What is Digital Transformation? And why culture matters?

Everyone is talking about digital transformation: the news are filled with data and stats around massive investments in digital technology and in the need to transform businesses.

The IDC report 2017 estimates that worldwide spending on digital transformation technologies will grow to more than $2.1 trillion in 2019, while a Forrester study says that 57% of organisations say that implementing key digital technologies is critical to enabling their digital business. Nevertheless a Sloan Review Survey shows that respondents rated “current IT systems” as the third biggest obstacle to achieving digital transformation.

The relation between digital, IT systems, and digital transformation is still blurred in most cases. Today digital transformation is far too often confused with Digitalization or with Digitization with a strong focus on technologies or platform. In many cases, organisations still believe that digital transformation is achieved by implementing a single platform that could magically transform the whole organisation.

Unfortunately that is wrong and it’s misleading.

Because Digital transformation is not about technologies: it’s about transforming the whole organisation through a system thinking approach and it’s about rethinking operational models, business models, processes, and policies, taking people, both employees and customers at the core of the process.
Because the goal of any digital transformation is to increase value creation for the business through digitally enhanced processes that increase internal efficiency and overall customer and employee satisfaction. 
Digital transformation is en emergent need in today’s post-industrial society: we moved fast from an industrial to a post-industrial era, however operational models and management practices haven’t evolved fast enough.
For this reason, many organisations prefer to think of Digital transformation as the adoption of digital technologies on the top of mainly inefficient and obsolete operational models, rather than facing a true in depth transformation that begins with understanding the current culture, the customers, and the overall business.

Digital Transformation is about people, it’s about processes, operational models, business models, leadership, customer experience, employee experience.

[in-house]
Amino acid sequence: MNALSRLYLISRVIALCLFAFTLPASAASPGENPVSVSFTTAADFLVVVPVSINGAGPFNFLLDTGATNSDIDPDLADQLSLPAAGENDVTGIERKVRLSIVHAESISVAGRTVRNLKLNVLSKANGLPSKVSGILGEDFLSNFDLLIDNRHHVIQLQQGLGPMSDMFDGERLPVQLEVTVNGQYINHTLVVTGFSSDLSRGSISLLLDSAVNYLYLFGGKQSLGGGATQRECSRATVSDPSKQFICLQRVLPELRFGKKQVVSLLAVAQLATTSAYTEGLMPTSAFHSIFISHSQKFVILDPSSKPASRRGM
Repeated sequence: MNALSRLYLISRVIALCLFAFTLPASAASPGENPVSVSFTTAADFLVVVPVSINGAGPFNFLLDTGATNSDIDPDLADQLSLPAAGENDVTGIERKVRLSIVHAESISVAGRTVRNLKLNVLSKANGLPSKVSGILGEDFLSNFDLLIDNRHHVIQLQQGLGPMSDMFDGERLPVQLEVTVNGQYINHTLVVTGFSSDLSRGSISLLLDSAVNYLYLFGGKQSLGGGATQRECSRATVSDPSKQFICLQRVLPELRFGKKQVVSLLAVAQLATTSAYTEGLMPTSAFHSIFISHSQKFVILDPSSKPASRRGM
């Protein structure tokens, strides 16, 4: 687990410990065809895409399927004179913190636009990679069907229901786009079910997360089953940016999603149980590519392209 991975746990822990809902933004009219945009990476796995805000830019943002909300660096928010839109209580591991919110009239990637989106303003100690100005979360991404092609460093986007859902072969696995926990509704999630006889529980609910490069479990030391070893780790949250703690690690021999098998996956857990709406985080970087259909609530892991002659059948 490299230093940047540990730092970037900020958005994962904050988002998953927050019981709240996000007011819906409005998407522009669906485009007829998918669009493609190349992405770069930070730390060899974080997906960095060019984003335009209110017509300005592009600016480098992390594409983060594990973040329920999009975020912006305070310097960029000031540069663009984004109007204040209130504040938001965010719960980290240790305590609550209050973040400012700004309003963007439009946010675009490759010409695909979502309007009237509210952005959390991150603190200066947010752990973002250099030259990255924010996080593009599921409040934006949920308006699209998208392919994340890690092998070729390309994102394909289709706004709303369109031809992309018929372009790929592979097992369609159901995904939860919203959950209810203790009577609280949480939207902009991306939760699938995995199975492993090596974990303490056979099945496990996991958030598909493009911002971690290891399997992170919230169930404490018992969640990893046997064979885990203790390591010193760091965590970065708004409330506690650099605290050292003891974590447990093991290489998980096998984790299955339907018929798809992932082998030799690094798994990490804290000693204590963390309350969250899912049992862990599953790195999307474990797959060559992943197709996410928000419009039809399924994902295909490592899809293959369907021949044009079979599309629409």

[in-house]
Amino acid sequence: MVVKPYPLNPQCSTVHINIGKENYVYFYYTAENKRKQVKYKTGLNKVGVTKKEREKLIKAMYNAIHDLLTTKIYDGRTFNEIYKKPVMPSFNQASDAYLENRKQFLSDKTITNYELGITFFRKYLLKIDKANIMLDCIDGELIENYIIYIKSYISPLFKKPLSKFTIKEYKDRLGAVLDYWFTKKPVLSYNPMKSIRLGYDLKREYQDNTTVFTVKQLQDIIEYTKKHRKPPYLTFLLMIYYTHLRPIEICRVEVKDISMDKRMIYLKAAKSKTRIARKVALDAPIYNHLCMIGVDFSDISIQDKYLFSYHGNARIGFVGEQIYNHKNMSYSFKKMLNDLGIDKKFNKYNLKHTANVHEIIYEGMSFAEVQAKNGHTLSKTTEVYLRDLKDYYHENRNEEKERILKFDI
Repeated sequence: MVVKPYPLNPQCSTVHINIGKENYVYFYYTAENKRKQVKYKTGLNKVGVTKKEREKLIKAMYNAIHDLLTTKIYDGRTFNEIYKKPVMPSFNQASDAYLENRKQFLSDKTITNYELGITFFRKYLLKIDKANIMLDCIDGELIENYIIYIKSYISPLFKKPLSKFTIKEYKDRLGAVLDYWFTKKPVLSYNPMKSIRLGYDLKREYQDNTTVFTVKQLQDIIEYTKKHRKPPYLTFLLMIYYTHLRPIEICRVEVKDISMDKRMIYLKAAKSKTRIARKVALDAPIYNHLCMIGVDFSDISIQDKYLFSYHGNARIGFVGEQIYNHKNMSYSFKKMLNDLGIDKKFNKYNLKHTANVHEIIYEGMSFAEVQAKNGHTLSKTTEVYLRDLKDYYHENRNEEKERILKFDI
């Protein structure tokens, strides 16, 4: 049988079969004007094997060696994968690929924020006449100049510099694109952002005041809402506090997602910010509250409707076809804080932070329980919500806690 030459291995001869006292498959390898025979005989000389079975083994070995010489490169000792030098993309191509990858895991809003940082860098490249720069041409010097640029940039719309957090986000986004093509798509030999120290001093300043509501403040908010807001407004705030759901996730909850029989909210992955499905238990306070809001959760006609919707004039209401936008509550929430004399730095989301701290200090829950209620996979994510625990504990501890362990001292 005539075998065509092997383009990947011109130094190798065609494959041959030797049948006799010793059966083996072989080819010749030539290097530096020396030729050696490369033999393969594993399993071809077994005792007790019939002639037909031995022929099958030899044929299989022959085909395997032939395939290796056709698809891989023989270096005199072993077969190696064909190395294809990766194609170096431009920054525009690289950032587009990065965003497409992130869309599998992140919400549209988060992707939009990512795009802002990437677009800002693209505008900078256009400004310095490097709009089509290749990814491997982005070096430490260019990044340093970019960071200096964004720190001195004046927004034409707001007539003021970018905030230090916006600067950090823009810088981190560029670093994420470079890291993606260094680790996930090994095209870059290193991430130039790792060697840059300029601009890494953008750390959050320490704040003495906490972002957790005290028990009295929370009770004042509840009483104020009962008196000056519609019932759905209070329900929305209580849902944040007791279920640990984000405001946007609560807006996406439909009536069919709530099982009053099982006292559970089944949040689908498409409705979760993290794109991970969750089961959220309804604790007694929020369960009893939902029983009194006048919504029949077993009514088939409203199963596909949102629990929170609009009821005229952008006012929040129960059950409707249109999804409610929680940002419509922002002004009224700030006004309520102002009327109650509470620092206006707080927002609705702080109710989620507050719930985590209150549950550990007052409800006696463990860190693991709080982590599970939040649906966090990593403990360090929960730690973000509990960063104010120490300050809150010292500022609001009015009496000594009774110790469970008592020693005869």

There’s much more to digital transformation than technology – it’s about abandoning old industrial business and management models to embrace new ways of thinking and new ways of working to create value through the creation of valuable relationships. These relationships are multifaceted and multidimensional: good inner relationships within the organisation, supported by appropriate operational models and processes enhance the outer relationship with customers.

To achieve a real transformation, the company’s buy in is key: for this reason, understanding the organisation’s culture, aspirations, and current experience at all levels becomes key to efficiently manage change.

To manage change effectively, everyone needs to be involved from the early stages and everyone needs to feel they are part of the change.

For this reason, a model like the Competing Values Framework and the OCAI survey are essential tools to manage and lead change successfully: if everyone’s voice is heard, if everyone feels they are part of the change and are listened to, change will happen with the internal support by everyone.
These slides, were presented to students from IIM (india) at ESPC London on July 27th 2017 with the goal to provide tomorrow’s digital leaders a broad vision of what is digital transformation by looking at what and the reasons why change is happening in the business world, define Digital transformation and its dimensions through the lenses of an Experience economy and a post-industrial era. The presentation also presents the Competing Value Framework as a key tool to start understanding organsation’s culture and define a digital transformation roadmap and strategy.
Author mentioned (and inspirers):
– Daniel Bell (the post-industrial society)
– Joe Pine (Experience Economy
– The ClueTrain Manifesto
– Quinn and Cameron’s Competing design framework
– Brian Solis
– Nichola Negroponte



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